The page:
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Bhopal Hospital to Pay Rs 15 Lakh for Not Monitoring Vitals of Dengue Patient Who Died Later

The top court further held that it is not sufficient to show that established norms were followed in treating a patient because charge of medical negligence would also arise if the practitioners fail to show standard care and reasonableness.

Utkarsh Anand | CNN-News18

Updated:February 18, 2019, 10:13 AM IST
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Bhopal Hospital to Pay Rs 15 Lakh for Not Monitoring Vitals of Dengue Patient Who Died Later
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New Delhi: Favouring a "patient-centric" approach, the Supreme Court has ordered a hospital in Madhya Pradesh to pay Rs 15 lakh in compensation for death of a patient, who was admitted with symptoms of dengue but her vital parameters were not monitored for over 12 hours.

The top court further held that it is not sufficient to show that established norms were followed in treating a patient because charge of medical negligence would also arise if the practitioners fail to show standard care and reasonableness.

In the present case, a bench headed by Justice DY Chandrachud set aside the judgment by the National Consumer Commission to hold Bhopal-based Chirayu Health and Medicare Hospital guilty of negligence in treating 56-year-old Madhu Manglik.

Madhu was admitted in the hospital on November 15, 2009 at 7:30 am after being diagnosed with dengue fever. She was admitted to the ICU immediately and was placed on a regime of administering intravenous fluids.

Madhu, who also had a history of cardiac complications, suffered a stroke at 6:45 pm and a second heart attack at 8 pm. She was declared dead at 8:50 pm.

The Supreme Court noted that even though Madhu was given medicines as per established practice, the circumstances show the hospital erred in adhering to the standard of care by not monitoring her vital parameters for 12 hours after she was admitted.

"The real charge of medical negligence stems from the failure of the hospital to regularly monitor the blood parameters of the patient during the course of the day. Had this been done, there can be no manner of doubt that the hospital would have been alive to a situation that there was a decline progressively in the patient’s condition which eventually led to cardiac arrest," noted the bench, also comprising Justice Hemant Gupta, in a recent judgment.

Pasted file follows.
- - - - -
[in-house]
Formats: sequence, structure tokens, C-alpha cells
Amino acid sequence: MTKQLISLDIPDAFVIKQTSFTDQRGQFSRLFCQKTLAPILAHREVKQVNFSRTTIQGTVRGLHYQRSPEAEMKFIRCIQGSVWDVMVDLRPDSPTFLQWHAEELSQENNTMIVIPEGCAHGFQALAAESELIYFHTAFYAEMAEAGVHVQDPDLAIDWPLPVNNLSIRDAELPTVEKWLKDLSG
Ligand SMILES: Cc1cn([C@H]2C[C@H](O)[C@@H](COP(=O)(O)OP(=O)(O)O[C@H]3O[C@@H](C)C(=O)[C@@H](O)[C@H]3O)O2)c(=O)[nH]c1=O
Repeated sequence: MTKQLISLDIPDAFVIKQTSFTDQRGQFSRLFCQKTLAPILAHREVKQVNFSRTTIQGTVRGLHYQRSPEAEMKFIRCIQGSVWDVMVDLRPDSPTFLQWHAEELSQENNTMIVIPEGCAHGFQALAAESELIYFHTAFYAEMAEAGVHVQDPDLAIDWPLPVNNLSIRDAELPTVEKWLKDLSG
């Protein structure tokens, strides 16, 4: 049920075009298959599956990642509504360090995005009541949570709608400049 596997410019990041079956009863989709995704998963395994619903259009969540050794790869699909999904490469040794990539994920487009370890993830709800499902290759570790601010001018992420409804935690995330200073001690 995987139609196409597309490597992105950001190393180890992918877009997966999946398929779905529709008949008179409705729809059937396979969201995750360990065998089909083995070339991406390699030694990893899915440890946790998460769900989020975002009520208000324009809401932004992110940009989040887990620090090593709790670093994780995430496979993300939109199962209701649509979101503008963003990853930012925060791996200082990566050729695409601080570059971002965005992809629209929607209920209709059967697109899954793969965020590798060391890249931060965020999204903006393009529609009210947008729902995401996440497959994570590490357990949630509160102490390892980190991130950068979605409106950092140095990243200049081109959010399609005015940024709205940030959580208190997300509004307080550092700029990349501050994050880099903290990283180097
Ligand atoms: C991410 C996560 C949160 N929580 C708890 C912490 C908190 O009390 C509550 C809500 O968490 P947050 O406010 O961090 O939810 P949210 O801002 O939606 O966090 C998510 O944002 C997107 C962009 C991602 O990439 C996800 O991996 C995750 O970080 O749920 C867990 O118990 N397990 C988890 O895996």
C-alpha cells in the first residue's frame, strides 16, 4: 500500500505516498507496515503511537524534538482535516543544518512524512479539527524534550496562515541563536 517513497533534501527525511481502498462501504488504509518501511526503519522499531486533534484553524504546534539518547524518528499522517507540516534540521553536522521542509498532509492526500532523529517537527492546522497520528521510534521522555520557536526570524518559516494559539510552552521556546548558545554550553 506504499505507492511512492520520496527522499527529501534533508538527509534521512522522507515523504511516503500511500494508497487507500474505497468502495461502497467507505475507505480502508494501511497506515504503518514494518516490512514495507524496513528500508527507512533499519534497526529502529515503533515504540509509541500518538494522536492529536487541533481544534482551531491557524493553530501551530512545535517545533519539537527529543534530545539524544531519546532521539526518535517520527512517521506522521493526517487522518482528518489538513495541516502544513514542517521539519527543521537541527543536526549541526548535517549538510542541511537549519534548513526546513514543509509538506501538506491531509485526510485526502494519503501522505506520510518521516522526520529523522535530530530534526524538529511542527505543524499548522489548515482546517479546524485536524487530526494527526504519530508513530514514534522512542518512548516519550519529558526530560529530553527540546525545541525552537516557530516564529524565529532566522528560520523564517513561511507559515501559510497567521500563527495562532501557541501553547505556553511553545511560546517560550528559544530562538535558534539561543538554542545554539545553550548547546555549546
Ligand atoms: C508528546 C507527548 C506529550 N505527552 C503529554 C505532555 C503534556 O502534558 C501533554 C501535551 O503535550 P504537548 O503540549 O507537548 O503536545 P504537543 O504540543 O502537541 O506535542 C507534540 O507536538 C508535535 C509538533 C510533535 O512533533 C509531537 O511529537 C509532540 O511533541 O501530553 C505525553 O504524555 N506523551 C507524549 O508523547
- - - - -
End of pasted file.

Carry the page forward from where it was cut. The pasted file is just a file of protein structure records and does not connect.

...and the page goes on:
It added that the essential aspect of the case is that between 7:30 am when the patient was admitted to hospital and 6 pm when she developed cardiac arrest, the course of treatment does not indicate any further monitoring of essential parameters particularly those which could be detected by a laboratory analysis of blood samples.

"The requirement of carefully monitoring a patient in such a situation is stipulated both by the guidelines of the World Health Organisation on which the appellant has placed reliance as well as in those incorporated by the Directorate of the National Vector Borne Diseases Control Programme in 2008," said the bench.

The patient was evidently suffering from abdominal discomfort and hospital authorities were required to closely monitor her condition, held the court.

"In failing to do so in a timely manner, the respondents were unable to meet the standard of reasonable care expected of medical services... Our law must take into account advances in medical science and ensure that a patient-centric approach is adopted," underlined the apex court.

The bench then set aside the National Consumer Commission's order that had let the hospital off the hook.

It further noted that although Madhu was a homemaker, the precedents have laid down that there is a significant monetary equivalent to her services.

"We accordingly, direct that the appellant (Madhu's husband) shall be entitled to receive an amount of Rs 15 lakh by way of compensation from the hospital," directed the bench.

Directing Chirayu hospital to pay within two months, the court also awarded an interest of 9 per cent per annum from the date of the institution of the complaint by Madhu's husband until payment or realisation.

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